I learned social networking really doesn’t have many rules to live by, thus creating an enormous amount of freedom for each friend. When I began this book, I felt in some ways Facebook ruined lives. Now, I’m not a Facebook hater at all, but when you see first hand one of your closest friend’s marriage destroyed over a reconnection on Facebook, you can become bitter about social networking. Or when you hear one of your friends can’t be friends with her own husband, because she’s too suspicious and can’t help from stalking her own husband’s Facebook page. Or when a friend is friended out of the blue by an ex, and you see the curiosity and memories eat away at them, and the “what ifs” flooding their head. When you watch all these examples hover around the people you care about creating hurt and indecision, some negativity is bound to occur.            

As a friend, I witnessed the demise of a marriage in front of my eyes as an unwilling spectator, watching innuendo and speculation on Facebook turn into heartache. After that moment, I realized how comfortable people were on social networking sites. Almost forgetting so many people can see every word or picture you post. I wanted to highlight these relatable situations but in a fictionalized setting, hoping readers themselves would come to their own conclusions about social networking and relationships.             

In the book, I follow three women’s journeys, navigating through social networking and pivotal times in their lives. Chloe, a successful movie reviewer and serial dater, is added as a friend by her first love ... the one who left her standing at seventeen with a note in her hand as he simply walked away.  She’s faced with a decision… confirm or ignore a person she once hated, resented, and loved. Morgan, a loyal stay-at-home mother and wife, is blindsided one day with a discovery ... one of her husband's friends is his single and very flirtatious ex-girlfriend.   Brynn, a lonely mom to two distant teenagers and workaholic husband, becomes immersed in Facebook ... the one place she finds solace, hope, and herself again.  When she revisits the past with one of her friends, her world is turned upside down with regret and indecision.  Three lives changed forever with just one click. Confirming a friend isn't as easy as it seems ... but do these women have more in common than just Facebook? Beyond the juicy relationships, I touch upon the positives of social networking, like the friendships and the community setting where people can interact with friends they may otherwise never have been in contact with. I personally felt it was important to be neutral and not sway towards saying Facebook is good or bad. People will have their opinions on this subject, and they will not always agree. I hope the reader will come to their own conclusions about the three women’s choices.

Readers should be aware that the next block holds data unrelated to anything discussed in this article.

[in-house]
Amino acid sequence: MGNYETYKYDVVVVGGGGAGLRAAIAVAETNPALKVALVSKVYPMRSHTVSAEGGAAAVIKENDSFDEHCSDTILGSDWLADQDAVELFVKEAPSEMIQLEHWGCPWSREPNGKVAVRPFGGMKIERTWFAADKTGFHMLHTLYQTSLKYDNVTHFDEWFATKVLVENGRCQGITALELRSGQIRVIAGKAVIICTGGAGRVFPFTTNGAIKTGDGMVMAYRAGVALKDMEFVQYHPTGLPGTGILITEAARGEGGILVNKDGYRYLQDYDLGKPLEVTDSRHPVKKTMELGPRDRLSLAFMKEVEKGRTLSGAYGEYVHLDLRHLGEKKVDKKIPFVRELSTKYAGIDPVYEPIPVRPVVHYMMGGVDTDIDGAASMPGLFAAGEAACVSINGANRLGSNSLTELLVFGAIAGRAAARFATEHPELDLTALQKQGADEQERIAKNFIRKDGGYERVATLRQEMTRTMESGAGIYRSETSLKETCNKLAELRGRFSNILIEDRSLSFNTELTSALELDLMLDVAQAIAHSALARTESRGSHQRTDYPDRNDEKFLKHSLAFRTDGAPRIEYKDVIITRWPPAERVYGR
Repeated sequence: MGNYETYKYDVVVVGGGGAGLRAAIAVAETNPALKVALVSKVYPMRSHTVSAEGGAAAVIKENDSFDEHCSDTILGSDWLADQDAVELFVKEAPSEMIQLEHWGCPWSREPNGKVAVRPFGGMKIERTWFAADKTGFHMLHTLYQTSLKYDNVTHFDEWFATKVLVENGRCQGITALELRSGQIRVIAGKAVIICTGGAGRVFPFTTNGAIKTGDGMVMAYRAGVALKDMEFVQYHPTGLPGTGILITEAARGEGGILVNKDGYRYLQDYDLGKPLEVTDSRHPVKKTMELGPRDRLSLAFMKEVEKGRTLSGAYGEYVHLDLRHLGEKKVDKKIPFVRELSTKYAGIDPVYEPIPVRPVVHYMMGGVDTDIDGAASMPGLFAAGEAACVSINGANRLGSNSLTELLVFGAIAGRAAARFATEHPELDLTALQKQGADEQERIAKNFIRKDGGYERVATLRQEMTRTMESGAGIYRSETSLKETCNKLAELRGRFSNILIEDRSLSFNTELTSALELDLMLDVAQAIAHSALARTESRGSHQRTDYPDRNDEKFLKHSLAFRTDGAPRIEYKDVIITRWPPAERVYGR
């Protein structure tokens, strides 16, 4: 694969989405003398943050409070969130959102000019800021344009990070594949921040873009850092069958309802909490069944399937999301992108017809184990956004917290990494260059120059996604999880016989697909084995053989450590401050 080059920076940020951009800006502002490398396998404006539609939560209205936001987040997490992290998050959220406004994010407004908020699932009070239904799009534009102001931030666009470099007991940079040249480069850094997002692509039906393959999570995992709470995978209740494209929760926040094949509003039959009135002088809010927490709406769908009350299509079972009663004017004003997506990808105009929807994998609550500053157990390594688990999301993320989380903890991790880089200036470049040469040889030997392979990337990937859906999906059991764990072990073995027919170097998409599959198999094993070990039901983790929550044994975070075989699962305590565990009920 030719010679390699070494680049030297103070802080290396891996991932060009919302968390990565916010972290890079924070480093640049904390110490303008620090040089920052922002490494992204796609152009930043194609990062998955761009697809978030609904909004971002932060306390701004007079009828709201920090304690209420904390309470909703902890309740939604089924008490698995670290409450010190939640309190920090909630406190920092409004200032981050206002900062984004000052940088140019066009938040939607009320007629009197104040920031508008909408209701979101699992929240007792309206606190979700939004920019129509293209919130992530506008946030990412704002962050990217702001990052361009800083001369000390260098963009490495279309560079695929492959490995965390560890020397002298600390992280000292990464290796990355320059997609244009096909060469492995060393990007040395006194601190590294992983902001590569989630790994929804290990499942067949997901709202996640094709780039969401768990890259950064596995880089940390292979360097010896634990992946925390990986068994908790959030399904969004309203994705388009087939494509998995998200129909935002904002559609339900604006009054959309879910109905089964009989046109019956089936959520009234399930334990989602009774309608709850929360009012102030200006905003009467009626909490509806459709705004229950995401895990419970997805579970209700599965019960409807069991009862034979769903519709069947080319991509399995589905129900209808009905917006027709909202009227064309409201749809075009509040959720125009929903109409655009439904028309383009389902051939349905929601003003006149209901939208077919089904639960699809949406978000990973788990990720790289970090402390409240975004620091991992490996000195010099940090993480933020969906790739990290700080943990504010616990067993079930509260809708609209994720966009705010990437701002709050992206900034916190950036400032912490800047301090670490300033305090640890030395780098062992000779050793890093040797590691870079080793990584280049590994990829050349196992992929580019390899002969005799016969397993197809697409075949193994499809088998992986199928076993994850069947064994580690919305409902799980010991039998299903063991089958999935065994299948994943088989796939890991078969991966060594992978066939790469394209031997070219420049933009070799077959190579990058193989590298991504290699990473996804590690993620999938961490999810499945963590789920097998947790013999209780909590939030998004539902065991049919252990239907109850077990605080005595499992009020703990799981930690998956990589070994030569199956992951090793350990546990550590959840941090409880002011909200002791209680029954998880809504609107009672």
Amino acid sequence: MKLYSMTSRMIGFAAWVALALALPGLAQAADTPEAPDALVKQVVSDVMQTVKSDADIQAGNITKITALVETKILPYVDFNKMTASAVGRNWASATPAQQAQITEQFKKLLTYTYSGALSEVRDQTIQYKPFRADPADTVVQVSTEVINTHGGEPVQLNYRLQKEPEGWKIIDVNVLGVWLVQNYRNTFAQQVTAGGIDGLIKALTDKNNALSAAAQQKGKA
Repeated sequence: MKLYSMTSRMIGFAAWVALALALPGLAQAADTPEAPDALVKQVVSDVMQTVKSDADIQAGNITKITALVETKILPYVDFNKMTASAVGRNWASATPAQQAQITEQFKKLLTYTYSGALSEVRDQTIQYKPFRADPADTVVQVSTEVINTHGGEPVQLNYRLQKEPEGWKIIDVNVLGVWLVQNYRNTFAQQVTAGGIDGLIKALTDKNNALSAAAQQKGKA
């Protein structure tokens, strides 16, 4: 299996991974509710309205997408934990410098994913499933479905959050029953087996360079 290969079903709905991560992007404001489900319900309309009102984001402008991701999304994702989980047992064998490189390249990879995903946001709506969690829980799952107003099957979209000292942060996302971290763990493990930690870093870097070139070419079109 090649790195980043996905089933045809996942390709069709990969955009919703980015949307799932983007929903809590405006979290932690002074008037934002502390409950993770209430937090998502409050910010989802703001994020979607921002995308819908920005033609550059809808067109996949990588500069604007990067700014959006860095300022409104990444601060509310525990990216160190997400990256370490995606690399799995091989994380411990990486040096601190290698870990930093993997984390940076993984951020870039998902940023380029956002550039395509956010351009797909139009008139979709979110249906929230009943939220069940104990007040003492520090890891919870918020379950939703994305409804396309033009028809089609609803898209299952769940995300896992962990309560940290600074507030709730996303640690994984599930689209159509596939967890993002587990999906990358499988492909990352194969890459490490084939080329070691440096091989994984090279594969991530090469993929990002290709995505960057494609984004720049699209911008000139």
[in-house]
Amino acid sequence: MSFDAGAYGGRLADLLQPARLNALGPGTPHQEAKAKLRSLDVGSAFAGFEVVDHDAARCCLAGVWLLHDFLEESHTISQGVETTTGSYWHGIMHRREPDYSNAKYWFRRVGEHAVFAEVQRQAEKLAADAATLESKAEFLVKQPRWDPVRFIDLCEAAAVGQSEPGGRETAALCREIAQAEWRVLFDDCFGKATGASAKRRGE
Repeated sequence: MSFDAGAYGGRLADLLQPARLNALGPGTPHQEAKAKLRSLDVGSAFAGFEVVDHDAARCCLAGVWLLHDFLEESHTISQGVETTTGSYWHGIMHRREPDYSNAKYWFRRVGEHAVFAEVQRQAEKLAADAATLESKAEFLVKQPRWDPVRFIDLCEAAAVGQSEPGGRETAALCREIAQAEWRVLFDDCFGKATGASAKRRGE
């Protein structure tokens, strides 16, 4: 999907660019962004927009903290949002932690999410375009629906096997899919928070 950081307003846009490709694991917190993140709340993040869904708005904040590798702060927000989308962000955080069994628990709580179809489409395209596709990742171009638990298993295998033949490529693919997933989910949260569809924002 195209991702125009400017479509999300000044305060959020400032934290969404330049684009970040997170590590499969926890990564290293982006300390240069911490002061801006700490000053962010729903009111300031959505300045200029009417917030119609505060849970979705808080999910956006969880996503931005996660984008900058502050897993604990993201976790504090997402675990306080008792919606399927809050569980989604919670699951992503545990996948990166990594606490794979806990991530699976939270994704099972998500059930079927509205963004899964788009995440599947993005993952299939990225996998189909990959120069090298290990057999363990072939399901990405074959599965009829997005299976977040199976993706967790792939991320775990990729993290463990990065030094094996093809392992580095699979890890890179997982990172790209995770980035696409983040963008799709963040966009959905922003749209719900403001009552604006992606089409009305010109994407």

What surprised me after finishing the book and creating these stories was that I felt differently than I did in the beginning.  Mainly, Facebook is a forum used by individuals, each creating their own experience, always different and unique for that person. Social networking is a tool, whether you choose to join or not, and I think a person has to be honest with themselves about what they want out of the experience.  Ultimately, each person is in charge on Facebook. With or without temptation, they themselves are the ones making the decisions on their behalf, not the social networking site they happen to be signed up on.

Chick Lit Plus Blog Tour: With Just One Click

Raise your hand if you're on Facebook. Come on, I know almost all of you have an account - including my grandmother (Hi Mam!). If you're one of the many people who log on to Facebook regularly, you can identify with the characters in Amanda Strong's novel With Just One Click. This review is part of another blog tour arranged by Samantha over at Chick Lit Plus, and I'd like to thank both her and Amanda for letting me be involved!

As usual, I'll start of with the synopsis from Goodreads: